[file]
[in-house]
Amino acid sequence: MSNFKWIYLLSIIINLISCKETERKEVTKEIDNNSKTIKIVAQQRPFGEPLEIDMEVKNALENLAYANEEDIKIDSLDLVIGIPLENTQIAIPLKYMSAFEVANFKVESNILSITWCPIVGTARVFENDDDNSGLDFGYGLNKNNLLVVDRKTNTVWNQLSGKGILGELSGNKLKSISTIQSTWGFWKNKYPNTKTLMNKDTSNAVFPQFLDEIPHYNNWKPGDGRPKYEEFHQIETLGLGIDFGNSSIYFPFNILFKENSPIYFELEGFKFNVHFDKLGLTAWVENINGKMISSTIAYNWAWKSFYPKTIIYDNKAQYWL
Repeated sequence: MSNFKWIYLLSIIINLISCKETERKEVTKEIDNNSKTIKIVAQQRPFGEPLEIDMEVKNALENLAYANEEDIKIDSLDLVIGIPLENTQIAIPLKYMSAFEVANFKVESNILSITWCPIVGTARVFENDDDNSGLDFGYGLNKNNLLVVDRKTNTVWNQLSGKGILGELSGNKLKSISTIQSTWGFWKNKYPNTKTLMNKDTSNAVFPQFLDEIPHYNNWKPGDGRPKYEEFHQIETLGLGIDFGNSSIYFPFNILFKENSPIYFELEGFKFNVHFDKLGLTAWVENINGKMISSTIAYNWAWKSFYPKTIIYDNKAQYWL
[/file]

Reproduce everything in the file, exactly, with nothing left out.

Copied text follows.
[in-house]
Amino acid sequence: MSNFKWIYLLSIIINLISCKETERKEVTKEIDNNSKTIKIVAQQRPFGEPLEIDMEVKNALENLAYANEEDIKIDSLDLVIGIPLENTQIAIPLKYMSAFEVANFKVESNILSITWCPIVGTARVFENDDDNSGLDFGYGLNKNNLLVVDRKTNTVWNQLSGKGILGELSGNKLKSISTIQSTWGFWKNKYPNTKTLMNKDTSNAVFPQFLDEIPHYNNWKPGDGRPKYEEFHQIETLGLGIDFGNSSIYFPFNILFKENSPIYFELEGFKFNVHFDKLGLTAWVENINGKMISSTIAYNWAWKSFYPKTIIYDNKAQYWL
Repeated sequence: MSNFKWIYLLSIIINLISCKETERKEVTKEIDNNSKTIKIVAQQRPFGEPLEIDMEVKNALENLAYANEEDIKIDSLDLVIGIPLENTQIAIPLKYMSAFEVANFKVESNILSITWCPIVGTARVFENDDDNSGLDFGYGLNKNNLLVVDRKTNTVWNQLSGKGILGELSGNKLKSISTIQSTWGFWKNKYPNTKTLMNKDTSNAVFPQFLDEIPHYNNWKPGDGRPKYEEFHQIETLGLGIDFGNSSIYFPFNILFKENSPIYFELEGFKFNVHFDKLGLTAWVENINGKMISSTIAYNWAWKSFYPKTIIYDNKAQYWL